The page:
The Lord of the Flies, by William Golding illustrates the theme, fall of man. There are many examples from the book that run parallel to those of the Bible. Throughout the Lord of the Flies we see how the innocent boys adapt to their surroundings and find the savagery inside of them. Savagery takes over innocence when man is taken away from civilization.
There are many forms of symbolism in The Lord of the Flies. The island the boys are stranded on is often compared to the Garden of Eden. There are many things similar between the two. The island itself, particularly Simon’s place in the forest he goes to get alone, is once like the Garden of Eden in its form of purity and peacefulness. The forest is then corrupted and introduced to evil. When we look at the Garden of Eden, man was supplied with everything needed to survive. However, man disobeyed and sin was brought into the world. The island provided the boys with everything they needed. For example, when Simon found “fruit…and passed them…to the endless, outstretched hands”(59). The boys thought the island was a perfect place until they came up with the idea that a beast could be living on it and could possibly cause them harm. When the mulberry-marked boy disappeared, fear came upon the boys. Nobody could figure out what had happened to the boy. This led to them imagining what could possibly have happened to him.
The group of boys came from a civilized country with many rules and regulations. For instance, when Jack speaks with the group of boys and asks “laws and agree, or to hunt and kill?”(164). When they crashed on the island, they had to fend for themselves and try and form their own civilization and rules. The Lord of the Flies shows what happens when people are away from civilization. By their true nature they are tempted. Everyone has the savagery inside of him or her. In Chapter 1, Jack is trying to kill a pig for the first time. He is so used to living with a set of rules and civility, back home in Britain, that he is unable to force himself to kill the pig at first. For example, because they come from a civilized society he says, “We’ve got to have rules and obey them”(40). Once he rubs paint on his face, he gets free of civility and the way of life back home. The paint allows him to break free from the person he normally is and hide the truth. He is able to find the savagery inside himself to kill the pig. Unlike Jack, who works himself up into a frenzy as a savage, Simon continues in his innocence throughout the story. He crash lands on the island as a young boy and proves himself to be the smartest out of the group of boys.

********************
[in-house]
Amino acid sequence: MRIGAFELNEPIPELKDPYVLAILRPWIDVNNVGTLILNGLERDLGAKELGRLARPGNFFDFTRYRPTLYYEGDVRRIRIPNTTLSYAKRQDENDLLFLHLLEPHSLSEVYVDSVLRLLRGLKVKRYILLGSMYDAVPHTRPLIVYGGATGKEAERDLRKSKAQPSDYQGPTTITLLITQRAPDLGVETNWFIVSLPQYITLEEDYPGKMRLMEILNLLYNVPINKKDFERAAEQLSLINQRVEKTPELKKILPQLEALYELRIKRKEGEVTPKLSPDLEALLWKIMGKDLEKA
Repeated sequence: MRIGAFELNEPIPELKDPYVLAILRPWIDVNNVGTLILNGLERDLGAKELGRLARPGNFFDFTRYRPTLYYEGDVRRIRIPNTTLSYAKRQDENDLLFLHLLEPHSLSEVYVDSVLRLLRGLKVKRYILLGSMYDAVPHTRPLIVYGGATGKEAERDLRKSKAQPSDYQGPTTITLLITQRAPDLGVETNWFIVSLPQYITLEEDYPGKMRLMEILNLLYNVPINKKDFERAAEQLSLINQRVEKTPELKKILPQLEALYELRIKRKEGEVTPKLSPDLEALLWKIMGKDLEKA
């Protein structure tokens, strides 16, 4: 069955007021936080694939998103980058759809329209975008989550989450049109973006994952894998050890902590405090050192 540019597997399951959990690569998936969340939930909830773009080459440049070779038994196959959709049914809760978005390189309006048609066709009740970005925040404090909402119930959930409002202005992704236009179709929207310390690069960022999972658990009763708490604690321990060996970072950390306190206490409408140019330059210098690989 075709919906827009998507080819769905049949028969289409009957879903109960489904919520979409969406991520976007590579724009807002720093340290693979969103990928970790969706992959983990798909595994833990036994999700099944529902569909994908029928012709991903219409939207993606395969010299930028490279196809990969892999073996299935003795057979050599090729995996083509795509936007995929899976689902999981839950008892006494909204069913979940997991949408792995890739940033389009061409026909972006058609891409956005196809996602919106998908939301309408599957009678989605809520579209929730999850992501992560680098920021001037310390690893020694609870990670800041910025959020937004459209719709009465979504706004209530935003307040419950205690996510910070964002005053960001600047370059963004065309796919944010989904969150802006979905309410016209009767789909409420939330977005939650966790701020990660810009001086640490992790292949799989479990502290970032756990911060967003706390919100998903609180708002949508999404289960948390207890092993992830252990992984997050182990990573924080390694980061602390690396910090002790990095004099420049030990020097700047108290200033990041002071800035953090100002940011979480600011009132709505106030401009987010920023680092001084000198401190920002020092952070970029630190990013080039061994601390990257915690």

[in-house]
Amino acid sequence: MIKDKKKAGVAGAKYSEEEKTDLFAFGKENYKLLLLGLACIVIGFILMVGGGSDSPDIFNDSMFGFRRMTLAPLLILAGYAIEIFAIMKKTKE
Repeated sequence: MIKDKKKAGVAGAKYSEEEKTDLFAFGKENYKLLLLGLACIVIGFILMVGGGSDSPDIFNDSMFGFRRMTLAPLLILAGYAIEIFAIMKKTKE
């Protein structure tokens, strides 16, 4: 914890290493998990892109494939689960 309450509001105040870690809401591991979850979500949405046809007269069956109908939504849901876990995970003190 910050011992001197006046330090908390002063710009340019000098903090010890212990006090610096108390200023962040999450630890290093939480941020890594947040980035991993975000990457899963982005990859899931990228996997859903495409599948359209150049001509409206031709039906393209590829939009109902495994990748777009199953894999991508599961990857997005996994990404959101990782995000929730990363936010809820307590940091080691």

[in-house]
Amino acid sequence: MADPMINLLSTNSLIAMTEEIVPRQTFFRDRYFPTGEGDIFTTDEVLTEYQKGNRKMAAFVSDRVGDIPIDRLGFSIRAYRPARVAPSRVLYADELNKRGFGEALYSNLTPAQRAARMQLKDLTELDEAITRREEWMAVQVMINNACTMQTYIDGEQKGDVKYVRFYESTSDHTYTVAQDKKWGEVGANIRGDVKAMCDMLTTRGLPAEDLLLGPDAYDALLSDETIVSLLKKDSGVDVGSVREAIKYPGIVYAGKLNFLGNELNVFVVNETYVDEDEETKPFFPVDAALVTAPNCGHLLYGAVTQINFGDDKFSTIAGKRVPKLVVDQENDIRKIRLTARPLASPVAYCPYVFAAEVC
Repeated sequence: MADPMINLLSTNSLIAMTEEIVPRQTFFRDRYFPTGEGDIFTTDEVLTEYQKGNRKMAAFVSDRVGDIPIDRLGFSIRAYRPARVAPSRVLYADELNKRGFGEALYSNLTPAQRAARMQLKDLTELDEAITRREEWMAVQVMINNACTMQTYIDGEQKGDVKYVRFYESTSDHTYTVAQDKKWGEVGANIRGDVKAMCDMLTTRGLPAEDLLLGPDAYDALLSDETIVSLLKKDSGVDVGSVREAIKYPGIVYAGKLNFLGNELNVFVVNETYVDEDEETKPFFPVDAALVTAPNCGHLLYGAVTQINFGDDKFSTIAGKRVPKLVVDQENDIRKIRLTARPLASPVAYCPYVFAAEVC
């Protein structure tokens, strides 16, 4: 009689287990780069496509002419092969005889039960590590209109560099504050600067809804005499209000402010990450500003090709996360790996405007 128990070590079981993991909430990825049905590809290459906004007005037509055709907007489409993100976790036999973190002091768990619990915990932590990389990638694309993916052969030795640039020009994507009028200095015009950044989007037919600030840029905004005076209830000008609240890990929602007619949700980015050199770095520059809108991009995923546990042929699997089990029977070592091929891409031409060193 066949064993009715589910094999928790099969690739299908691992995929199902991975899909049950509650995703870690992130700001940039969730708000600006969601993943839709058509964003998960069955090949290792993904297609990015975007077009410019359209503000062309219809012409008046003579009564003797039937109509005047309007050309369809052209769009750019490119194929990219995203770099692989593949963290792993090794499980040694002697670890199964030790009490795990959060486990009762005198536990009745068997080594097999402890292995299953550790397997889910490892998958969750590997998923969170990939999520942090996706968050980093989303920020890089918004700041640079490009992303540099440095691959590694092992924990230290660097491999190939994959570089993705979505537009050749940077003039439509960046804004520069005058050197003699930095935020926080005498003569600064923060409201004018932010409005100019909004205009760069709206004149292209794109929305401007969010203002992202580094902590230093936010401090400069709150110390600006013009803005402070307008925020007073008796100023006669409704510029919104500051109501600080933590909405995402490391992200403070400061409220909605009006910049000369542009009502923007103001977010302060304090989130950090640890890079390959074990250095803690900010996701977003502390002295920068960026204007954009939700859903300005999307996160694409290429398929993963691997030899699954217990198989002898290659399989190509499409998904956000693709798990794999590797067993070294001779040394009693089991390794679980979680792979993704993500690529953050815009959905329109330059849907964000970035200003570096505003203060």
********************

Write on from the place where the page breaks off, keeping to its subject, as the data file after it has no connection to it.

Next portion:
He understood that there could not be some sort of beast on the island and that the beast was only in their minds. The island could not support some type of physical beast because there was no place for it to live. The killing of Simon is the moral truth of the story. The boys brutally murder him as a consequence of having discovered the truth behind the beast. Simon could be compared to Jesus. When Simon talks to the Lord of the Flies in the meadow, this runs parallel to how Jesus was tempted by the Devil in the wilderness. The beast talks to Simon, telling him that he can control the boys’ minds and how it is all in their minds. The Devil tempted Jesus in the desert, telling Jesus to bow down to him. If Jesus did this, the Devil would leave humanity alone forever. Simon’s death did not bring salvation to the boys the way Jesus’ death brought salvation. The truth behind Simon’s death is that it brought moral guilt and savagery. Simon died before he was able to tell the boys the truth about what he found out when talking to the Lord of the Flies. The day after Simon died, Ralph and Piggy felt horrible about what they had just done to Simon. They kept thinking about the situation and how they could not reverse their actions.
The fall of man is a theme illustrated in many works of literature. This is definitely present in The Lord of the Flies. There are many parallels between things in the book and things about Christianity. We all have that savagery inside of us, however, we have to tame that savagery and do what is right.